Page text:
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What is Mediation?
Mediation is a type of alternative dispute resolution (ADR). Arbitration, negotiation, and collaborative law are other types of ADR. Alternative dispute resolution is a viable alternative to traditional litigation. Mediation is an informal, flexible process for resolving disputes. Mediators are an highly trained, impartial, neutral third party that helps guide the mediation and drafting of an agreement. Instead of handling the dispute, the mediator facilitates the parties' efforts to reach a mutually acceptable solution. By holding joint sessions and private meetings with the parties, the mediator helps both sides define the issues clearly, understand each other's positions, and work toward resolution. The mediation process is voluntary, and the parties directly craft a settlement. Neither party can be compelled to settle. However, a mediated settlement is binding and enforceable. YOU have CONTROL over the outcome and the FLEXIBILITY in designing solutions that work for YOU.
Mediation is a better alternative to litigation because it is cheaper, quicker, and confidential. A mediation session allows disputing parties to resolve their differences safely, confidentially, and efficiently. On the other hand, in lawsuits, the outcome of disputes is decided by the judge, and the dispute is public knowledge. It can take several months for a lawsuit to be settled, and it can cost thousands of dollars. Mediation usually takes place over one or two meetings and can usually be scheduled within a week or two.
Mediation is often used to resolve disputes arising from family conflict, divorce, child custody matters, conflicts between neighbors, business partners, landlords and tenants, and conflicts between labor unions and management. To learn more about what conflicts are amenable to mediation, visit our Services page.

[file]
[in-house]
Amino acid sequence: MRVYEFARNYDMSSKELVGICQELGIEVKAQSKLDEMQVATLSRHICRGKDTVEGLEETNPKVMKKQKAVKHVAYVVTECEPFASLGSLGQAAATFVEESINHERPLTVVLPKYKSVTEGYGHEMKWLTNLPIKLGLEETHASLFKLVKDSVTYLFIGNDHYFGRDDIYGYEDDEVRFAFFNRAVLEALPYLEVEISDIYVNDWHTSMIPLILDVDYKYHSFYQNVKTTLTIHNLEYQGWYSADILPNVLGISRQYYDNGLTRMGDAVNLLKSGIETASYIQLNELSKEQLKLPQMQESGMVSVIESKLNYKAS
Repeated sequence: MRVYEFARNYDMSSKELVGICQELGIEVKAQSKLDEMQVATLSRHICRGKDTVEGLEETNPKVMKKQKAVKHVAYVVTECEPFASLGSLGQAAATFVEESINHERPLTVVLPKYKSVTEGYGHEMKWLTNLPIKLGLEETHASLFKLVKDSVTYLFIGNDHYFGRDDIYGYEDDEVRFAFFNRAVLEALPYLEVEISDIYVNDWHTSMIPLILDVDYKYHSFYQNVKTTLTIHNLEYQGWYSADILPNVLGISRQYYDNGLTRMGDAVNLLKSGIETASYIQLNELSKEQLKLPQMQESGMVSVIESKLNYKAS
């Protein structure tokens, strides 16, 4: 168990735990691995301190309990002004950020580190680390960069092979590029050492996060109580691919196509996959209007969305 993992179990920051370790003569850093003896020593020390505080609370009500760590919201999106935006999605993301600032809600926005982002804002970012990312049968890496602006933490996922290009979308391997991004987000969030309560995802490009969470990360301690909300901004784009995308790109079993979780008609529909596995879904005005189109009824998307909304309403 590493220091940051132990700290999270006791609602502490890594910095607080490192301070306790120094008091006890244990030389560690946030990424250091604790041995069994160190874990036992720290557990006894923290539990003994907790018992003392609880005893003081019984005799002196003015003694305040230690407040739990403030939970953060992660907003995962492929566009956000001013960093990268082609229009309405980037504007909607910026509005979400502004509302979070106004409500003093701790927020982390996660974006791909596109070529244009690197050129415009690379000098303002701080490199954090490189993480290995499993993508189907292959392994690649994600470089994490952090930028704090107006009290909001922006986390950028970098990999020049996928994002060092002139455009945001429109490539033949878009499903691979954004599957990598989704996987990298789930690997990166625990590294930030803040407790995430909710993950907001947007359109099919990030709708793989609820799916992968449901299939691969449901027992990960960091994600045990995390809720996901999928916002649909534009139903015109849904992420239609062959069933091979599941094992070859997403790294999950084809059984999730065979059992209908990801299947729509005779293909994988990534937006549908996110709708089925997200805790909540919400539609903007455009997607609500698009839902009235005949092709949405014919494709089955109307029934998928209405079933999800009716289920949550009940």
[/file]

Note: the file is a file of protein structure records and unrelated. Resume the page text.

Although there is a fee for mediation that may be comparable to attorney fees, the overall cost of mediation is less than it would cost taking the case through the standard legal process. Mediation costs less because it is a much quicker process and usually results in a resolution in a few hours.
Mediation is a confidential process whereas court hearings are public. The only individuals that know what occurred in mediation are the participants. Due to the confidential nature of mediation, in most cases a mediator cannot be compelled by the courts to testify about the mediation and anything shared in the mediation.
In mediation, it is the participants that decide how the case will be resolved. A key feature of facilitative mediation is that the mediator acts to help the parties act collaboratively to create a solution that works for both parties. In a court case, it is the judge or jury that decide on the outcome of the case.
Because the parties worked together to create a mutually agreeable solution, compliance with the mediated agreement is usually high. In addition, the mediated agreement is fully enforceable in a court of law. Thus reducing the likely hood that further action involving attorneys will have to be taken to enforce the agreement.
Facilitative mediation helps each party to understand the positions and interests of the other party. Rather than making recommendations or imposing a decision, the mediator encourages disputants to reach their own voluntary solution by exploring each other's deeper interests. The parties thus are more amenable to understanding the other party's side and work on underlying issues to the dispute.
Preservation of Relationships
Because the parties have listened to each other they have a better understanding of the position of the other party. In addition, they have created a mutually agreeable resolution to their conflict. Both these factors serve to help preserve the relationship the parties had before the dispute.
Mediators are trained in working with difficult situations. The mediator acts as a neutral facilitator and guides the parties through the process. The mediator helps the parties think "outside of the box" for possible solutions to the dispute, broadening the range of possible solutions.
Alternative Dispute Resolution
Mediation Is An Alternative To Litigation
Types of Conflicts That Can Be Mediated
Benefits of Mediation
*produced and published by the Maryland Courts. For more videos in this series,
visit the Maryland Courts page on Mediation.
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